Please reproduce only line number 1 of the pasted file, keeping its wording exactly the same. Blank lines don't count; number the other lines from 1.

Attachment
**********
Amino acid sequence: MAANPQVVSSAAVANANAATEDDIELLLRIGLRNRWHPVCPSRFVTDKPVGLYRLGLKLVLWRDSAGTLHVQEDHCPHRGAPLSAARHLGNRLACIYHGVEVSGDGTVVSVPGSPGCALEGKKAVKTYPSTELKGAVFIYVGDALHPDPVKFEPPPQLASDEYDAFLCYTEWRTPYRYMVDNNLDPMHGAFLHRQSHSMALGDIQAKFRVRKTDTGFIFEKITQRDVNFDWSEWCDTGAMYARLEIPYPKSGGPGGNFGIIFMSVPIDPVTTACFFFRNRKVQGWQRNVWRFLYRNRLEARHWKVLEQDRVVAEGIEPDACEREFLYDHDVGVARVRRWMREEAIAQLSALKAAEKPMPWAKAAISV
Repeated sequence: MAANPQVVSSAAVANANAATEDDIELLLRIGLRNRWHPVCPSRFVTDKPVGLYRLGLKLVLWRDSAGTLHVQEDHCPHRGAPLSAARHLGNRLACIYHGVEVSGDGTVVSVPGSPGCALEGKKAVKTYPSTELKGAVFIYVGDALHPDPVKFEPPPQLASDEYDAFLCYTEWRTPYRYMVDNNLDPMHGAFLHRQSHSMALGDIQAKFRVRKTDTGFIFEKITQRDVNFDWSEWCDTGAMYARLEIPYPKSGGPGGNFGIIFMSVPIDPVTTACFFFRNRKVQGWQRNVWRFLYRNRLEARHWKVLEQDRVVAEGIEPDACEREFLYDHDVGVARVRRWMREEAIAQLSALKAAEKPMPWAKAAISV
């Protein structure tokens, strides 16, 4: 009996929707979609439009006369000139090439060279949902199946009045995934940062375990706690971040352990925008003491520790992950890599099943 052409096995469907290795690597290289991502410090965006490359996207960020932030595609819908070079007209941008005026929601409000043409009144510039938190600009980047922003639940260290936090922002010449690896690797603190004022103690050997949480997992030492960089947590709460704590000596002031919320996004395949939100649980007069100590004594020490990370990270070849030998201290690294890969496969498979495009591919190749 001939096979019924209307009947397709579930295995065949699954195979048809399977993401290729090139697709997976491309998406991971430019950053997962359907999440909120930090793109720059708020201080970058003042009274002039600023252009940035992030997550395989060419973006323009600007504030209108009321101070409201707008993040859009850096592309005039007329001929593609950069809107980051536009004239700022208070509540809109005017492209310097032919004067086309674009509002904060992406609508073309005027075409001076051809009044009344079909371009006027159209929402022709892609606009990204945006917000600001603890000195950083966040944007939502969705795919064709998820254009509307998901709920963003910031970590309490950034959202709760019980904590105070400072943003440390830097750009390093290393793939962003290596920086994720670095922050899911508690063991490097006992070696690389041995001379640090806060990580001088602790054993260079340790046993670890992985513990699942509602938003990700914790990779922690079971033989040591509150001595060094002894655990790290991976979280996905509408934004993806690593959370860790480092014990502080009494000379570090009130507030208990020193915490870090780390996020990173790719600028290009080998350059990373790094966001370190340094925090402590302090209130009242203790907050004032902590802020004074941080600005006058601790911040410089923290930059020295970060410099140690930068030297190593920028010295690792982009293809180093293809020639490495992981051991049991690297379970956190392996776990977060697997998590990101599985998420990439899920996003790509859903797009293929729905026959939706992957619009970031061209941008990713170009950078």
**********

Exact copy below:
Amino acid sequence: MAANPQVVSSAAVANANAATEDDIELLLRIGLRNRWHPVCPSRFVTDKPVGLYRLGLKLVLWRDSAGTLHVQEDHCPHRGAPLSAARHLGNRLACIYHGVEVSGDGTVVSVPGSPGCALEGKKAVKTYPSTELKGAVFIYVGDALHPDPVKFEPPPQLASDEYDAFLCYTEWRTPYRYMVDNNLDPMHGAFLHRQSHSMALGDIQAKFRVRKTDTGFIFEKITQRDVNFDWSEWCDTGAMYARLEIPYPKSGGPGGNFGIIFMSVPIDPVTTACFFFRNRKVQGWQRNVWRFLYRNRLEARHWKVLEQDRVVAEGIEPDACEREFLYDHDVGVARVRRWMREEAIAQLSALKAAEKPMPWAKAAISV